o Search & Seizure without a warrant – if the police are relying on a lawful (warrantless) search power, the caller is compelled to cooperate — any challenges to the lawfulness of the search power will have to occur at a later date – criminal offence to obstruct or interfere with the search in any way – exercise your right to silence — in acknowledging to the police that counsel and the caller understand the basis upon which a search will be conducted, it is important to make clear that consent is not being given for the search but that there is no intent to obstruct either. For more information consult the NSLA Telephone Duty Counsel Manual chapter on Search & Seizure.

o Consent to a Search & Seizure –

o Consent to a Search & Seizure – if the police are seeking the caller’s permission/consent to search, the caller has a voluntary choice – the caller is not compelled to cooperate – explain why the caller should not consent (giving up privacy rights, any evidence may be used to lay charges against the caller or others, evidence may be used in Court) – TDC should communicate the caller’s decision to withhold consent to the police. For more information consult the NSLA Telephone Duty Counsel Manual chapter on Search & Seizure.

o Cell Phones, Smart Phones, Mobile Devices –

o Cell Phones, Smart Phones, Mobile Devices – The caller has no duty to provide his/her password to police or to unlock his/her device. Refer to the NSLA Telephone Duty Counsel Manual chapter on Search & Seizure: Specific Kinds of Searches. Different considerations come into play at a border crossing — see also “Calls From Canada Border Services” in this Quick Reference Guide.

o Sobriety tests –

o Sobriety tests – failure to cooperate will attract a refusal charge – best advice is to cooperate (more defences available) – refer to the Specialized Impaired Checklist in this Quick Reference Guide – consult the Impaired section in the NSLA Telephone Duty Counsel Manual.

o Breath samples –

o Breath samples – demand made? – “criminal offence to refuse” – “not required to answer questions” – “don’t answer questions” — refer to the Specialized Impaired Checklist in this Quick Reference Guide – consult the Impaired section in the NSLA Telephone Duty Counsel Manual.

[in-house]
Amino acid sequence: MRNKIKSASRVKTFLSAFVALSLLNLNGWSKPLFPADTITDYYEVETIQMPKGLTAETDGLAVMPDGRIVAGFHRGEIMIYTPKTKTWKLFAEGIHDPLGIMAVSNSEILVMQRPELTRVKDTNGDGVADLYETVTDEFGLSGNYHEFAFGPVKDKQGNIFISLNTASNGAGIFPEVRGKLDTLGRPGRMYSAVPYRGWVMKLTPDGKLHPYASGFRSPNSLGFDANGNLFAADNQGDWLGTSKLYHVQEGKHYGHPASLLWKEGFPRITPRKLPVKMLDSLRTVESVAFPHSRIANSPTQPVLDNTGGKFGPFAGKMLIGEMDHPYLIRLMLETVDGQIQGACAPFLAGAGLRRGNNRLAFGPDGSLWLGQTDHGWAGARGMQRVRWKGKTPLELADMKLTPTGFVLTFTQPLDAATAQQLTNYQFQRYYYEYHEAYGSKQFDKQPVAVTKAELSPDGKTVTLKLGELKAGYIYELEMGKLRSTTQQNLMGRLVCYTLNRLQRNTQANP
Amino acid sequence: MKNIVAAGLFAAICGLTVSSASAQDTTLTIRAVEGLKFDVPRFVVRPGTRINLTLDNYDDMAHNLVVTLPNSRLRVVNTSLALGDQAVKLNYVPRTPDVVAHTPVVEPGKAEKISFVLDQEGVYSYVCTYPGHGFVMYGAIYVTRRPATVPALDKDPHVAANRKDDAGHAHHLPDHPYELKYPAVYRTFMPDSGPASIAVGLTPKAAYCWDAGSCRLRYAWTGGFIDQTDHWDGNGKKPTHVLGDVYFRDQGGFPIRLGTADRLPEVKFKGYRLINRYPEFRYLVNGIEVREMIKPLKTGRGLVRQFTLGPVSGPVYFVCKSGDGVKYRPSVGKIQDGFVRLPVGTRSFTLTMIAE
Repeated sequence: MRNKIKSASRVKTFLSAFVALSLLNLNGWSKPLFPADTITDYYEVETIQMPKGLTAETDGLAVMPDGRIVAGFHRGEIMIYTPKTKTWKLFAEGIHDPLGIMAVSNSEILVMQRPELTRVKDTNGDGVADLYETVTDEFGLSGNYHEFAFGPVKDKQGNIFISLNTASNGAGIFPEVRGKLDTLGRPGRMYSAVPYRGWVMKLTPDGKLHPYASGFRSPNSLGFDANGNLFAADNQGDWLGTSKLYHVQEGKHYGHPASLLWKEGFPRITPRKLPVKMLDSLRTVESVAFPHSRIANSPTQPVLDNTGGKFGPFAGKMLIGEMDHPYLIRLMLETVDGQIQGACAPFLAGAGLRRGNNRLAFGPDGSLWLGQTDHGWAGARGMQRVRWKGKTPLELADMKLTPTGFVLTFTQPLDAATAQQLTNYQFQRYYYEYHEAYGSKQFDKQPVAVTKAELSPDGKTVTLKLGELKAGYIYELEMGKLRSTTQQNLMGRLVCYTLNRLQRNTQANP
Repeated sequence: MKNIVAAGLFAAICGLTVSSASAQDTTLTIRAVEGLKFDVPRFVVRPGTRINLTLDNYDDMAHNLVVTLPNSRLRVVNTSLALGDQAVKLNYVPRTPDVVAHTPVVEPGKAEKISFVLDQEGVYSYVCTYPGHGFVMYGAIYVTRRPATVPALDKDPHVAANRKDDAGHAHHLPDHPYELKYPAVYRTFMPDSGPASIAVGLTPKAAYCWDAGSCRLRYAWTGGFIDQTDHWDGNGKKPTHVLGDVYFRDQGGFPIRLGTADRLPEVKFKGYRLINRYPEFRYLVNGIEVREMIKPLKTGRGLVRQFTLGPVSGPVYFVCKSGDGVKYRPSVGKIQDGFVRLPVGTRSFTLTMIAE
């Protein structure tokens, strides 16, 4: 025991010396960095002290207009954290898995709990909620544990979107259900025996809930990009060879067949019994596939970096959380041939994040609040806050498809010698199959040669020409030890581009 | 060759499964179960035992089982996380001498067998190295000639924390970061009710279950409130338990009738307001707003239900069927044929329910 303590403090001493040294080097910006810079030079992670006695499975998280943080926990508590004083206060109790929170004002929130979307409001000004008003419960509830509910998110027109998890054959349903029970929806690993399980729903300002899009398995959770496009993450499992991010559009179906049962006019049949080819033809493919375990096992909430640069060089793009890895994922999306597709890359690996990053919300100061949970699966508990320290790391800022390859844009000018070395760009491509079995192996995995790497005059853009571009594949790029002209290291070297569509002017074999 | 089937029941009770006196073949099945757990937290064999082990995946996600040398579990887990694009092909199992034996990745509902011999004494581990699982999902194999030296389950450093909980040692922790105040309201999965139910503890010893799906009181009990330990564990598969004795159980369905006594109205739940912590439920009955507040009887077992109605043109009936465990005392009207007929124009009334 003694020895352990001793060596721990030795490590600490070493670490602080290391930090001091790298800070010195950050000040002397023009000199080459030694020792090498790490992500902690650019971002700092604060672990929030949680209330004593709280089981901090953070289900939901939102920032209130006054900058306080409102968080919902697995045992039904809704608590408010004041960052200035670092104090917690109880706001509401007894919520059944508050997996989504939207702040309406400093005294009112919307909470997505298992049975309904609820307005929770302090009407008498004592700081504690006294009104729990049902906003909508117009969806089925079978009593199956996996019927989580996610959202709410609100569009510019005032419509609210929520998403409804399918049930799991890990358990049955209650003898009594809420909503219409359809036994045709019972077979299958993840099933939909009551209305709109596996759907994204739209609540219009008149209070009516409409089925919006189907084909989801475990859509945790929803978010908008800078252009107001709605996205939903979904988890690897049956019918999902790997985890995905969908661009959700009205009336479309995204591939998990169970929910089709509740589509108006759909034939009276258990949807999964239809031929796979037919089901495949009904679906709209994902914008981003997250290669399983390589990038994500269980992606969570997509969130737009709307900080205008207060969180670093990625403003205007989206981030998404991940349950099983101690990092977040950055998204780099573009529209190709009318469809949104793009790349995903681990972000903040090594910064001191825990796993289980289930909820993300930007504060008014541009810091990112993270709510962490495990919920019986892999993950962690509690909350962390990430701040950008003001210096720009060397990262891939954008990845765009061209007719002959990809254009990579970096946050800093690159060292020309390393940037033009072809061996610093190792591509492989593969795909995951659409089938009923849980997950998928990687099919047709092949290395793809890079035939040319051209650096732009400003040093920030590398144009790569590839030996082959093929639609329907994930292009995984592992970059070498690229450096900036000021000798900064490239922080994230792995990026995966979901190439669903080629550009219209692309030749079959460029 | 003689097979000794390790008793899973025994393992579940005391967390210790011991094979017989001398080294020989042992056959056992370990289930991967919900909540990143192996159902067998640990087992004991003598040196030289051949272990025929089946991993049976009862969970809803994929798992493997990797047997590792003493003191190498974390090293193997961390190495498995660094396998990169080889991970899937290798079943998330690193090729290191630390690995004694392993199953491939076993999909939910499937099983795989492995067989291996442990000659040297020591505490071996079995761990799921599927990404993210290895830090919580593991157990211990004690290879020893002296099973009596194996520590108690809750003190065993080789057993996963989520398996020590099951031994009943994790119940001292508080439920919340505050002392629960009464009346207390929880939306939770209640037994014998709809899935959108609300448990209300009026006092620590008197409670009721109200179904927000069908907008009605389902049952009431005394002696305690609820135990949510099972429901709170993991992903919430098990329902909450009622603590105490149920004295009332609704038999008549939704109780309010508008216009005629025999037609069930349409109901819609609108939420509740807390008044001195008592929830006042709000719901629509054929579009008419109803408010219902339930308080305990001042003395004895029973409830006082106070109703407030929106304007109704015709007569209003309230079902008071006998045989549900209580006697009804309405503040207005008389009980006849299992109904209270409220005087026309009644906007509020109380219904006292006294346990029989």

o Blood, Urine samples –

o Blood, Urine samples – warrant? – review the warrant – if no warrant, request should be refused unless blood demand made where breath samples are not possible (physician required until Bill C-46 in force) — refer to the Specialized Impaired Checklist in this Quick Reference Guide – consult the Impaired section in the NSLA Telephone Duty Counsel Manual.

o Polygraph/lie detector –

o Polygraph/lie detector – do not participate — consult the Right to Silence section in the NSLA Telephone Duty Counsel Manual.

o DNA

o DNA (saliva, semen samples) – warrant? – review the warrant – if no warrant, requests should be refused (unless blood demand in impaired investigation – if so, refer to the Specialized Impaired Checklist in this Quick Reference Guide) — “ do not volunteer it or consent to provide a sample” – “do not abandon water cups, cigarette butts, tissues, etc.” — consult the Search & Seizure chapter in the NSLA Telephone Duty Counsel Manual.

o Fingerprinting

o Fingerprinting – not required for mere detention – required where arrested for an indictable or hybrid offence.

o Handwriting samples –

o Handwriting samples – not required to provide – persons charged with fraud/forgery may wish to print (rather than sign) their name on any release documents.

12) Explain next steps for regaining liberty – review the terms & conditions proposed by police – if being held for Court, explain what happens next (24 hour detention rule) and that police do not decide if detention is required (only a judge can do that) – explain availability of Duty Counsel to assist with bail.

13) Advise the Caller to (following release) collect and preserve evidence relevant to his/her defence – photograph injuries – seek medical attention.

14) Explain the importance of retaining permanent counsel and how to apply for NS Legal Aid (on-line application on the NSLA website).

15) Ask the caller if he/she has questions — “Is there anything you want to ask me?”

16) Explain the limits on the right to re-consult a lawyer

  • ask to call me back or to speak to another lawyer if any new questions arise while you are in police custody or there is anything you don’t understand
  • but after we have spoken, the police may or may not let you call me back or call another lawyer — this may be the only call the police are required to give you
  • there are only a few situations in which the police are required to let you re-consult a lawyer:
    • When new procedures are introduced (eg: being asked to participate in a lineup or provide DNA);
    • There is a change in your legal jeopardy (when the investigation leads to more serious allegations eg: the victim of an assault has died); or
    • it becomes clear that you may not have understood the right to counsel or your choices:
      • if at any point you are not satisfied with the contact you have had with me or with the adequacy of the advice received, tell the police that is why you want to call me back or you want to speak to another lawyer.